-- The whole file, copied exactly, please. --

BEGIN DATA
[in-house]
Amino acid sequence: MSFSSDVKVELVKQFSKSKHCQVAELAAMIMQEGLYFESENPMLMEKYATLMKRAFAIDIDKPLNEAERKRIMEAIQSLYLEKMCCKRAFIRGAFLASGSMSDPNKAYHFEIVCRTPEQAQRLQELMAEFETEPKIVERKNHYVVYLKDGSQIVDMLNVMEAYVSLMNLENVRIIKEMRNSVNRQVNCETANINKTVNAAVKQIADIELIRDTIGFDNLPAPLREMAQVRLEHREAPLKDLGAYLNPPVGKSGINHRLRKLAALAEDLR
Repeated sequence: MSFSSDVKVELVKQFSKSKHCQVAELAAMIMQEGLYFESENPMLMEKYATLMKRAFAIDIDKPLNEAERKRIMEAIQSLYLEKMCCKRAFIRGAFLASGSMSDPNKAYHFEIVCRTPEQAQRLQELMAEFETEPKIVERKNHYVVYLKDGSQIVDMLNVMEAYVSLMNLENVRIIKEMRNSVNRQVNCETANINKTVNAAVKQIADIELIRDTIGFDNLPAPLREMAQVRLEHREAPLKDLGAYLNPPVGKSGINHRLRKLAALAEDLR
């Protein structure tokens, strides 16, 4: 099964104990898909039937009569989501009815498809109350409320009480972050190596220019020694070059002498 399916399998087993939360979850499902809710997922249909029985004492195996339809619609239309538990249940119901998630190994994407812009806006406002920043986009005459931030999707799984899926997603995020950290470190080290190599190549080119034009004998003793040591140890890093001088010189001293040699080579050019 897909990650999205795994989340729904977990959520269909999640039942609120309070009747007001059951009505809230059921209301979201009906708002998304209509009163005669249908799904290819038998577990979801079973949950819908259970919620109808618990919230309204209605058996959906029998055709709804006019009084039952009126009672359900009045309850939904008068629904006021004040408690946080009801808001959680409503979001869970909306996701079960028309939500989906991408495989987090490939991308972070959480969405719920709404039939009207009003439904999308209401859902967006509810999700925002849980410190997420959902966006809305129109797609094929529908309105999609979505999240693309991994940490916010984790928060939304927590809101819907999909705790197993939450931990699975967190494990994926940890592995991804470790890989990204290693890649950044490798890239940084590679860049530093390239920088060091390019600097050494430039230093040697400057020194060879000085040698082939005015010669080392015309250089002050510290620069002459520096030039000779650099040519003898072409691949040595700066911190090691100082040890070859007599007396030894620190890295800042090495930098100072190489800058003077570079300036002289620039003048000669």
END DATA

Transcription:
[in-house]
Amino acid sequence: MSFSSDVKVELVKQFSKSKHCQVAELAAMIMQEGLYFESENPMLMEKYATLMKRAFAIDIDKPLNEAERKRIMEAIQSLYLEKMCCKRAFIRGAFLASGSMSDPNKAYHFEIVCRTPEQAQRLQELMAEFETEPKIVERKNHYVVYLKDGSQIVDMLNVMEAYVSLMNLENVRIIKEMRNSVNRQVNCETANINKTVNAAVKQIADIELIRDTIGFDNLPAPLREMAQVRLEHREAPLKDLGAYLNPPVGKSGINHRLRKLAALAEDLR
Repeated sequence: MSFSSDVKVELVKQFSKSKHCQVAELAAMIMQEGLYFESENPMLMEKYATLMKRAFAIDIDKPLNEAERKRIMEAIQSLYLEKMCCKRAFIRGAFLASGSMSDPNKAYHFEIVCRTPEQAQRLQELMAEFETEPKIVERKNHYVVYLKDGSQIVDMLNVMEAYVSLMNLENVRIIKEMRNSVNRQVNCETANINKTVNAAVKQIADIELIRDTIGFDNLPAPLREMAQVRLEHREAPLKDLGAYLNPPVGKSGINHRLRKLAALAEDLR
């Protein structure tokens, strides 16, 4: 099964104990898909039937009569989501009815498809109350409320009480972050190596220019020694070059002498 399916399998087993939360979850499902809710997922249909029985004492195996339809619609239309538990249940119901998630190994994407812009806006406002920043986009005459931030999707799984899926997603995020950290470190080290190599190549080119034009004998003793040591140890890093001088010189001293040699080579050019 897909990650999205795994989340729904977990959520269909999640039942609120309070009747007001059951009505809230059921209301979201009906708002998304209509009163005669249908799904290819038998577990979801079973949950819908259970919620109808618990919230309204209605058996959906029998055709709804006019009084039952009126009672359900009045309850939904008068629904006021004040408690946080009801808001959680409503979001869970909306996701079960028309939500989906991408495989987090490939991308972070959480969405719920709404039939009207009003439904999308209401859902967006509810999700925002849980410190997420959902966006809305129109797609094929529908309105999609979505999240693309991994940490916010984790928060939304927590809101819907999909705790197993939450931990699975967190494990994926940890592995991804470790890989990204290693890649950044490798890239940084590679860049530093390239920088060091390019600097050494430039230093040697400057020194060879000085040698082939005015010669080392015309250089002050510290620069002459520096030039000779650099040519003898072409691949040595700066911190090691100082040890070859007599007396030894620190890295800042090495930098100072190489800058003077570079300036002289620039003048000669």